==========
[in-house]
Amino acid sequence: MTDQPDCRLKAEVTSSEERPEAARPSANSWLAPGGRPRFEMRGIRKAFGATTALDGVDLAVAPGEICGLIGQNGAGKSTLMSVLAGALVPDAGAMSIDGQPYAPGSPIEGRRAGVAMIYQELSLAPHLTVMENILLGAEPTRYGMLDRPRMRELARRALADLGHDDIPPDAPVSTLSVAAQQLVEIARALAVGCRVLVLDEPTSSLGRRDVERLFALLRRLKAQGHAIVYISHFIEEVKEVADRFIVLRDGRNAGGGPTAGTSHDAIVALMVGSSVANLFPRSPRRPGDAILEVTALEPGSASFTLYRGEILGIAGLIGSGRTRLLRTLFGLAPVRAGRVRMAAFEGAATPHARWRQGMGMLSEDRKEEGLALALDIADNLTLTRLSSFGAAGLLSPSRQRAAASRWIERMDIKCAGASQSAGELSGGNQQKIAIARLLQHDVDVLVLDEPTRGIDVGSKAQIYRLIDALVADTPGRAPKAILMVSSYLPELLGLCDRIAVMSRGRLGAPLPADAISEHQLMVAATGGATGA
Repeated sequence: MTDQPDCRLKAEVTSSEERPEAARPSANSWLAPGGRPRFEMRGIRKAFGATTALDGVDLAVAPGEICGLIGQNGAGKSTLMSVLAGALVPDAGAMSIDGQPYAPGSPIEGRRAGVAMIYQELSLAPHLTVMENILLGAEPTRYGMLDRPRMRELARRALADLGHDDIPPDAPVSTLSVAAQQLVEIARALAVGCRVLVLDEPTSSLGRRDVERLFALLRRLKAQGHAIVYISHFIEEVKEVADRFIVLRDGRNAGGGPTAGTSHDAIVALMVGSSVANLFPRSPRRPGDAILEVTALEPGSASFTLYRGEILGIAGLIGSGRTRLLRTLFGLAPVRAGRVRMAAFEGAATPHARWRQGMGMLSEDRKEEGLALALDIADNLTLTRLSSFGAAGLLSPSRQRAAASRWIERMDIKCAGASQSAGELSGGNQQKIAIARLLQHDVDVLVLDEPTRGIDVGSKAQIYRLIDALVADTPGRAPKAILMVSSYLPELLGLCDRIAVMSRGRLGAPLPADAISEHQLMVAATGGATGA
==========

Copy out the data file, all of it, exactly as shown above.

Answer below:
[in-house]
Amino acid sequence: MTDQPDCRLKAEVTSSEERPEAARPSANSWLAPGGRPRFEMRGIRKAFGATTALDGVDLAVAPGEICGLIGQNGAGKSTLMSVLAGALVPDAGAMSIDGQPYAPGSPIEGRRAGVAMIYQELSLAPHLTVMENILLGAEPTRYGMLDRPRMRELARRALADLGHDDIPPDAPVSTLSVAAQQLVEIARALAVGCRVLVLDEPTSSLGRRDVERLFALLRRLKAQGHAIVYISHFIEEVKEVADRFIVLRDGRNAGGGPTAGTSHDAIVALMVGSSVANLFPRSPRRPGDAILEVTALEPGSASFTLYRGEILGIAGLIGSGRTRLLRTLFGLAPVRAGRVRMAAFEGAATPHARWRQGMGMLSEDRKEEGLALALDIADNLTLTRLSSFGAAGLLSPSRQRAAASRWIERMDIKCAGASQSAGELSGGNQQKIAIARLLQHDVDVLVLDEPTRGIDVGSKAQIYRLIDALVADTPGRAPKAILMVSSYLPELLGLCDRIAVMSRGRLGAPLPADAISEHQLMVAATGGATGA
Repeated sequence: MTDQPDCRLKAEVTSSEERPEAARPSANSWLAPGGRPRFEMRGIRKAFGATTALDGVDLAVAPGEICGLIGQNGAGKSTLMSVLAGALVPDAGAMSIDGQPYAPGSPIEGRRAGVAMIYQELSLAPHLTVMENILLGAEPTRYGMLDRPRMRELARRALADLGHDDIPPDAPVSTLSVAAQQLVEIARALAVGCRVLVLDEPTSSLGRRDVERLFALLRRLKAQGHAIVYISHFIEEVKEVADRFIVLRDGRNAGGGPTAGTSHDAIVALMVGSSVANLFPRSPRRPGDAILEVTALEPGSASFTLYRGEILGIAGLIGSGRTRLLRTLFGLAPVRAGRVRMAAFEGAATPHARWRQGMGMLSEDRKEEGLALALDIADNLTLTRLSSFGAAGLLSPSRQRAAASRWIERMDIKCAGASQSAGELSGGNQQKIAIARLLQHDVDVLVLDEPTRGIDVGSKAQIYRLIDALVADTPGRAPKAILMVSSYLPELLGLCDRIAVMSRGRLGAPLPADAISEHQLMVAATGGATGA